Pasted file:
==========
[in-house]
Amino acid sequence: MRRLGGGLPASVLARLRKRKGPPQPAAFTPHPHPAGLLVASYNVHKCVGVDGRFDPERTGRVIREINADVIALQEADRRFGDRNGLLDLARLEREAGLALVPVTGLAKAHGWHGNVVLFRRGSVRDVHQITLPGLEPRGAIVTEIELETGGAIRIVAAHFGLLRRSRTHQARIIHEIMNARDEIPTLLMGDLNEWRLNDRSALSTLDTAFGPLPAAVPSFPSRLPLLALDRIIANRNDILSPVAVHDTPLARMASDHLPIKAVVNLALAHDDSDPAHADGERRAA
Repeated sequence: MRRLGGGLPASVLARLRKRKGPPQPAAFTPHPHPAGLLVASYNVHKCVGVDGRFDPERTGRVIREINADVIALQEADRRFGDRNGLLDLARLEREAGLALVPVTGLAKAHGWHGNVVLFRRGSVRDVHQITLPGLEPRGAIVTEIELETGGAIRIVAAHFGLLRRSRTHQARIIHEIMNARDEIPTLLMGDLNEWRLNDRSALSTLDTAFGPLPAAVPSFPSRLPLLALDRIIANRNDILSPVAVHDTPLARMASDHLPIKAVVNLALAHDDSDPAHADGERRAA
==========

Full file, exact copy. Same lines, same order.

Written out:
[in-house]
Amino acid sequence: MRRLGGGLPASVLARLRKRKGPPQPAAFTPHPHPAGLLVASYNVHKCVGVDGRFDPERTGRVIREINADVIALQEADRRFGDRNGLLDLARLEREAGLALVPVTGLAKAHGWHGNVVLFRRGSVRDVHQITLPGLEPRGAIVTEIELETGGAIRIVAAHFGLLRRSRTHQARIIHEIMNARDEIPTLLMGDLNEWRLNDRSALSTLDTAFGPLPAAVPSFPSRLPLLALDRIIANRNDILSPVAVHDTPLARMASDHLPIKAVVNLALAHDDSDPAHADGERRAA
Repeated sequence: MRRLGGGLPASVLARLRKRKGPPQPAAFTPHPHPAGLLVASYNVHKCVGVDGRFDPERTGRVIREINADVIALQEADRRFGDRNGLLDLARLEREAGLALVPVTGLAKAHGWHGNVVLFRRGSVRDVHQITLPGLEPRGAIVTEIELETGGAIRIVAAHFGLLRRSRTHQARIIHEIMNARDEIPTLLMGDLNEWRLNDRSALSTLDTAFGPLPAAVPSFPSRLPLLALDRIIANRNDILSPVAVHDTPLARMASDHLPIKAVVNLALAHDDSDPAHADGERRAA